November is National Health Blog Post Month (#NHBPM). Wego Health is encouraging health bloggers to raise awareness and help others. 30 days, 30 posts. Here I go…
This morning I told my friend Melissa that sometimes I get tired of living. Yes, I know that sounds horrible and that life is a wonderful thing, most of the time. Then I get hit with several chronic conditions, recurrent depression and a whacky endocrine system, and the first I have to do in the morning is feed my thyroid the hormone it refuses to produce, so I can actually function. Then I have to test my blood sugar, figure out what I can eat, try to do good and still see that number raising. Then I have to remember to take my happy pills because everything else goes to the crapper if I don’t. Every muscle in my body hurts, not because I’m a weakling, but because there’s also an auto-immune inflammatory process of unknown cause. It isn’t bad enough to keep me from living, but it exacerbates during the cold months making me wish I could just stay in bed. And that’s just part of it. So yeah, some days I want to either throw the towel or throw a pity party and eat all the ice cream.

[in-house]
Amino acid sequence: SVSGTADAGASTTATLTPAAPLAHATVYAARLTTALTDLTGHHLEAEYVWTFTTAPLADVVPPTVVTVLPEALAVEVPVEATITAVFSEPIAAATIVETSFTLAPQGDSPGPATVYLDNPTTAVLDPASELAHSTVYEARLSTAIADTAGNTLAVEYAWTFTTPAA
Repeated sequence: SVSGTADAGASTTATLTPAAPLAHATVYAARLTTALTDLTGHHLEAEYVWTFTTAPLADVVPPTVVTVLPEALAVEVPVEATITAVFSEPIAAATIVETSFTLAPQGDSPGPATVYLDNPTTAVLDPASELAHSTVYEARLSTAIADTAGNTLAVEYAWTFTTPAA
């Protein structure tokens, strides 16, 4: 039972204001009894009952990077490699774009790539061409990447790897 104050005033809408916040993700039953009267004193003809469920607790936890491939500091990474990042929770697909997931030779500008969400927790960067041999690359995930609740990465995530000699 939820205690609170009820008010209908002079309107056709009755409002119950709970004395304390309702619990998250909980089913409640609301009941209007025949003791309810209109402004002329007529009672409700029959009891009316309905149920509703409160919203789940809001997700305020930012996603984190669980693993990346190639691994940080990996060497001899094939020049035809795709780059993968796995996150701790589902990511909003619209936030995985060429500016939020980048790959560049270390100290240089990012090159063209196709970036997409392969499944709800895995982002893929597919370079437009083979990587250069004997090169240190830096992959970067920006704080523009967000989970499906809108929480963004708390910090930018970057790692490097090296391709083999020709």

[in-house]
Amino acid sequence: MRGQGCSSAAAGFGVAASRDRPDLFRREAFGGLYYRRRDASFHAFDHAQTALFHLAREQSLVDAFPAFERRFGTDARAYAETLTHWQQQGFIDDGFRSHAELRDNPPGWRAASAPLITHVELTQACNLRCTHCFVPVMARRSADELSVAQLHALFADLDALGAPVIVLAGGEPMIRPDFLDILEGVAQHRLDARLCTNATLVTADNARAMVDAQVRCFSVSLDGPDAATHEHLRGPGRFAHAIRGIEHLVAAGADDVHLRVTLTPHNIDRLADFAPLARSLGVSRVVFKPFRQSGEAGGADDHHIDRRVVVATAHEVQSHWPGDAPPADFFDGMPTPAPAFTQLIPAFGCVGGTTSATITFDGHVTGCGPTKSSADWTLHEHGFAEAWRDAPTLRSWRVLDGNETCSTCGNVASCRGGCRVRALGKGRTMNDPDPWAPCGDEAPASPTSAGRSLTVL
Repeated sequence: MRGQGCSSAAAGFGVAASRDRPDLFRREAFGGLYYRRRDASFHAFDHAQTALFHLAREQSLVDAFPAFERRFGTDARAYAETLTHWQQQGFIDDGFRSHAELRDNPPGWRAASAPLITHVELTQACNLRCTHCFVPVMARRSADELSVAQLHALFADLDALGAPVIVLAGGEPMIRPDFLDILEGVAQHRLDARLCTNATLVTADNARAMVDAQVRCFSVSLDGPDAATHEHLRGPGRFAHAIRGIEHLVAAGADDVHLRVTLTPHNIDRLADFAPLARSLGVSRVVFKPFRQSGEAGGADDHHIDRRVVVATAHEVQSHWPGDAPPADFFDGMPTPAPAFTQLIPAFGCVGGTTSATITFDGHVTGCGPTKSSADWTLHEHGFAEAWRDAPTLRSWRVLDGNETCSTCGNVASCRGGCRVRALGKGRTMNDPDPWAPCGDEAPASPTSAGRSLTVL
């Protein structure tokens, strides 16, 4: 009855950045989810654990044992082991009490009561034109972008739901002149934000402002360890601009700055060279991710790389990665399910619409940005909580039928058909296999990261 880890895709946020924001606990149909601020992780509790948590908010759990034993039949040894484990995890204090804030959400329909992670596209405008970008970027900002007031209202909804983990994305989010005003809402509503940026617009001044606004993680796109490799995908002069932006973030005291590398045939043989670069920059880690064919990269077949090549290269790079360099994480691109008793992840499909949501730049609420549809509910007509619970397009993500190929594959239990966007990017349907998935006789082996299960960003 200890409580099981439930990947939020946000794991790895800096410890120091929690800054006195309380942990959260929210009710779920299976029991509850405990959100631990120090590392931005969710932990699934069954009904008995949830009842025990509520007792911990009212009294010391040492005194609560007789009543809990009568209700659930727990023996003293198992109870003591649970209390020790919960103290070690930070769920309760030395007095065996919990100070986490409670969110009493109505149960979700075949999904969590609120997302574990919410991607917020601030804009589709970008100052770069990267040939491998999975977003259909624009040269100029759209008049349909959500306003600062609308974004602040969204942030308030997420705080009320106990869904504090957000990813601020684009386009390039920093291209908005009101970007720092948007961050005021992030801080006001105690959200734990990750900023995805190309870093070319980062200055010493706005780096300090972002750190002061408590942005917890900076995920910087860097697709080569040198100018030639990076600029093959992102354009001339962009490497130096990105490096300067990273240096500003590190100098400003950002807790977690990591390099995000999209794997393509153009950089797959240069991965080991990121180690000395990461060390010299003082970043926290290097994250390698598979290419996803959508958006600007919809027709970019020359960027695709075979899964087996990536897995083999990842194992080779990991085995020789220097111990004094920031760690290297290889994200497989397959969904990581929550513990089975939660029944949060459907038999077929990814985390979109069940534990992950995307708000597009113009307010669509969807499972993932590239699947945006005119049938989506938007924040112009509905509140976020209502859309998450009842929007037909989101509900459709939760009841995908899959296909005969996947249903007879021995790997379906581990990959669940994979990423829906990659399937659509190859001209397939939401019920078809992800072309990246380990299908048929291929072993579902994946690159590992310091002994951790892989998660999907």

And days like this are the reason why I write about my health. When I sit down and put my thoughts into words, it helps me understand what’s going on with me. I stop and think about the choices I made just five minutes ago and how they affect my health. I stop and think that I’m 37 years old, I’ve had type 2 diabetes for 12 years and I’ve actually done my homework because *knock on wood* I’m still alive and kicking, and I have no complications. It makes me realize that I’ve become so acquainted with my depression, that as soon as the early symptoms hit I know what I have to do and I’ve been depression-free for more than over a year. Writing about my health makes me be aware of my needs and responsibilities, but also of my big and small victories.
Mind you, I’m not a model patient, I’ve had really bad bouts, I tend to forget things on purpose. Yes, you can enter periods of denial and it doesn’t matter how long you’ve lived with a condition/illness. So I write, because writing about my health makes my conditions more real, and because it gives me the opportunity to share with others, mostly to tell them that it’s OK not to be perfect, and that we all have bad days. Living with an illness is not easy, so writing is cathartic.